3 Main Schools of Qìgōng.

Qìgōng Basics… simple understandings.
3 Main Schools of Qìgōng.
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22
May

 

In this article…

The 3 main schools of Qìgōng.

Intuitive definitions.

*Please note TCM = Traditional Chinese Medicine

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The 3 main schools of Qìgōng are:  Martial, Medical & Spiritual.

These three Qìgōng disciplines share the same philosophical base and many of the same meditations & techniques.

However, they differ in their focus.


Sānbǎo = The Three Treasures (or Three Jewels)

Jing Qi Shen - maria furlano

Jīng, Qì, Shén


Martial Qìgōng (also known as Sports Qìgōng)

Martial Qìgōng practitioners focuses on training for power, flexibility, strength, balance, coordination and conditioning of their bodies to prevent injuries.

Martial Qìgōng techniques are used specifically to bring energy into muscles, tendons and bones to use in fighting application. 

Qìgōng practice can be valuable in sports training, as any focus on increasing stamina, coordination, speed, flexibility; as well as restorative Qìgōng techniques to replenish an athlete is optimal.

Advanced student's of martial schools also train in the skills of Neì Gōng (internal skill), Qì Gōng (energy skill) and Shén Gōng (spirit skill) to fight against their opponent.


Medical Qìgōng Exercises

The goal of Medical Qìgōng exercises is to increase circulation of blood, qi, and lymph throughout the body. Specific Qìgōng exercises are prescribed to purge (release), tonify (strengthen), and regulate (balance) the meridian, organ, lymphatic, circulatory and nervous systems of the body; as well as manage stress and release deep-seated emotions for sustained healing.

Qìgōng  exercises include dynamic and quiescent exercises, including specific breathing techniques, postural alignment and focused intention; that are prescribed in accordance of the TCM differential diagnosis.

Medical Qìgōng Therapy

Medical Qìgōng therapy is the eldest therapy modality of Chinese Medicine. Treatment is based on the diagnose and treatment principles of Traditional Chinese Medicine. 

As the patient lays on a table or sits in a chair, the Medical Qìgōng doctor treats with external qì emission, using the methods of purgation, tonification and regulation of energy to treat the diagnosed imbalances.

"Long distance sessions":  A cultivated practitioner has the ability to perceive imbalances (also known as "medical intuitive") and treat with medicial qìgōng therapy from a distance.

Medical Qìgōng Therapy Includes 5 Major Clinical Modalities:

1. Distance qì emission.

2. Self regulation prescriptions.

3. Qì Gōng massage – soft tissue regulation techniques.

4. Sound healing therapy.

5. Invisible needle technique.

 

Intuitive development

The developed Medical Qìgōng doctor or practitioner has the ability to their use intuitive senses to get to the root of physical, emotional and spiritual imbalances causing dis-ease. These intuitive skills are used face-to-face, or when working from a distance.

Listed below are the most common skills used to intuitively read the energy of a person, place or object. The word "clair" comes from the french word meaning "clear.".

Clairalience:  "Clear smelling" (also called clairscent) – To acquire knowledge without actually smelling a tangible object.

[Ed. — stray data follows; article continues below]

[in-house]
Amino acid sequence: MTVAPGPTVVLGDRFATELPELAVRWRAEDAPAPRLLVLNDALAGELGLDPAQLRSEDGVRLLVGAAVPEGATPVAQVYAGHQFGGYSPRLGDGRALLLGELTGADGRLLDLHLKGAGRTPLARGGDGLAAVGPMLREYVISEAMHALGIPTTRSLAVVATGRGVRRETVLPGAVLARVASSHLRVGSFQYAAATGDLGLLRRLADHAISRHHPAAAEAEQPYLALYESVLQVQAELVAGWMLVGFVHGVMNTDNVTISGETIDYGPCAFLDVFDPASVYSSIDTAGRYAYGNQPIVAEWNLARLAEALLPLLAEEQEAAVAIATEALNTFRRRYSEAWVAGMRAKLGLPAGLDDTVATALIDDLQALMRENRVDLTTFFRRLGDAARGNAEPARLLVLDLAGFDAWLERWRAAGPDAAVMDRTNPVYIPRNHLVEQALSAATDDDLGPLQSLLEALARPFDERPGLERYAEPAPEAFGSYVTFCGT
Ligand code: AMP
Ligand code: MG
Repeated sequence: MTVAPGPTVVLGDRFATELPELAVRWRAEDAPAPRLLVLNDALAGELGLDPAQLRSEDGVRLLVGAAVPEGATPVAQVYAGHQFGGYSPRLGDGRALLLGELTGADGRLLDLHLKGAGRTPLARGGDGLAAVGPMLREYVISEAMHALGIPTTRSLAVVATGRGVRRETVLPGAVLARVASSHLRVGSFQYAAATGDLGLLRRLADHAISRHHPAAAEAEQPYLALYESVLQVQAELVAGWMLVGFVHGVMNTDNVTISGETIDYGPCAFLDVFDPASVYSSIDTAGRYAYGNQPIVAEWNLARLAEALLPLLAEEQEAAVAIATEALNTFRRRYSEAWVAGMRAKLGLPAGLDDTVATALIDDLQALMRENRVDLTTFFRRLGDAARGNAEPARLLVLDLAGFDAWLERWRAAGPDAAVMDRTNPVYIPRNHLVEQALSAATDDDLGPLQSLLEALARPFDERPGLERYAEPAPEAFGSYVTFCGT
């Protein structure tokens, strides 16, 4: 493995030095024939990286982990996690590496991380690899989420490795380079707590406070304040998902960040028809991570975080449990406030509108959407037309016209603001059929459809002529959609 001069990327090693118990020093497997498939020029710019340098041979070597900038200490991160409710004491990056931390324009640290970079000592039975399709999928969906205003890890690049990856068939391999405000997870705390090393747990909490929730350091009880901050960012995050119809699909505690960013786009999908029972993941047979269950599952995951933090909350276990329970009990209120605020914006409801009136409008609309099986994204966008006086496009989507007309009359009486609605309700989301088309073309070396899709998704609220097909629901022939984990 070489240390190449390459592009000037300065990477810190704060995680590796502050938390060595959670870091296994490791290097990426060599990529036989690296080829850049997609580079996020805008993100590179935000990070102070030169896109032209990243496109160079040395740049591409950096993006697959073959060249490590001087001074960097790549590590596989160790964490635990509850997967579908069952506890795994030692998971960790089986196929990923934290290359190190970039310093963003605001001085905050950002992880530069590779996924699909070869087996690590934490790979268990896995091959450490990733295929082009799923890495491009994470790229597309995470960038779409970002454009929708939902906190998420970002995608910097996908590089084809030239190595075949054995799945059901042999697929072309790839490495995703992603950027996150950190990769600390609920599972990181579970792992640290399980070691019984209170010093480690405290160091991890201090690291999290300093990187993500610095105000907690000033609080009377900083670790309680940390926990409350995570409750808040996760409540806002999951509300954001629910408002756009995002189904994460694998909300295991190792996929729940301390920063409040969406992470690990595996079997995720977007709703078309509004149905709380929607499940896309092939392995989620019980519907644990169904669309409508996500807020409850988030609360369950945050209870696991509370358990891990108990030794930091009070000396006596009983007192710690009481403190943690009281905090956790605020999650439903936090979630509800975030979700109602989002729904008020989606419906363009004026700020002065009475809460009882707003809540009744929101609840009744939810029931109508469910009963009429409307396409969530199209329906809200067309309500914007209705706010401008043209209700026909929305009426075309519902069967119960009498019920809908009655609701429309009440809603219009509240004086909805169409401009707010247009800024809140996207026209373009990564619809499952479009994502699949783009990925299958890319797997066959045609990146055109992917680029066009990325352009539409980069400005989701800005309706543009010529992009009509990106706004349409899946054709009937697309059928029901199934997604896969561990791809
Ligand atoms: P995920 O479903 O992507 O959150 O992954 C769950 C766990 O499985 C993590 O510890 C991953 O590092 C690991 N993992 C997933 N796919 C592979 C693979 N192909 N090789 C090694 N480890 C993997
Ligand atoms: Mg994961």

Clairaudience:  "Clear hearing" – Perceiving, as if by hearing, what is inaudible.

Claircognizance:  "Clear knowing" – To acquire psychic knowledge without knowing how or why he or she knew it.

Clairgustance:  "Clear tasting" – To taste a substance without putting anything in one's mouth.

Clairsentience:  "Clear feeling" (this includes clairempathy) – To acquire psychic knowledge by means of feeling.

Clairtangency:  "Clear touching" Commonly known as psychometry. To handle or touch an object and receive information.

Clairvoyance:  "Clear seeing" –  Perceiving things or events in the future or beyond normal sensory contact.


Spiritual Qìgōng

The spiritual philosophy of Qigong has come from Taoism and Buddhism.

Spiritual Qigong focuses on spiritual cultivation; focusing on the purest depth of conscious awareness and alignment.


References

Johnson, Jerry Alan. Chinese Medical Qigong Therapy Volume 1:  Energetic Anatomy and Physiology. California:  The International Institute of Medical Qigong, 2002.

Johnson, Jerry Alan. Chinese Medical Qigong Therapy Volume 2:  Energetic Alchemy, Dao Yin Therapy and Qi Deviations. California:  The International Institute of Medical Qigong, 2002.

Johnson, Jerry Alan. Chinese Medical Qigong Therapy Volume 3:  Differential Diagnosis, Clinical Foundations, Treatment Principles and Clinical Protocols. California:  The International Institute of Medical Qigong, 2002.

Johnson, Jerry Alan. Chinese Medical Qigong Therapy Volume 4:  Prescription Exercises and Meditations, Treatment of Internal Diseases, Pediatrics, Geriatrics, Gynecology, Neurology and Energetic Psychology. California:  The International Institute of Medical Qigong, 2002.

Johnson, Jerry Alan. Chinese Medical Qigong Therapy Volume 5:  An Energetic Approach to Oncology. California:  The International Institute of Medical Qigong, 2002.

Johnson, Jerry Alan. The Essence of Internal Martial Arts Vol. 2. California: The Ching Lien Healing Arts Center, 1994

Shannon, Bernard. International College of Medical Qigong. "Types of Qigong." Sept. 8, 2012. May 18, 2014. http://www.medicalqigong.org.


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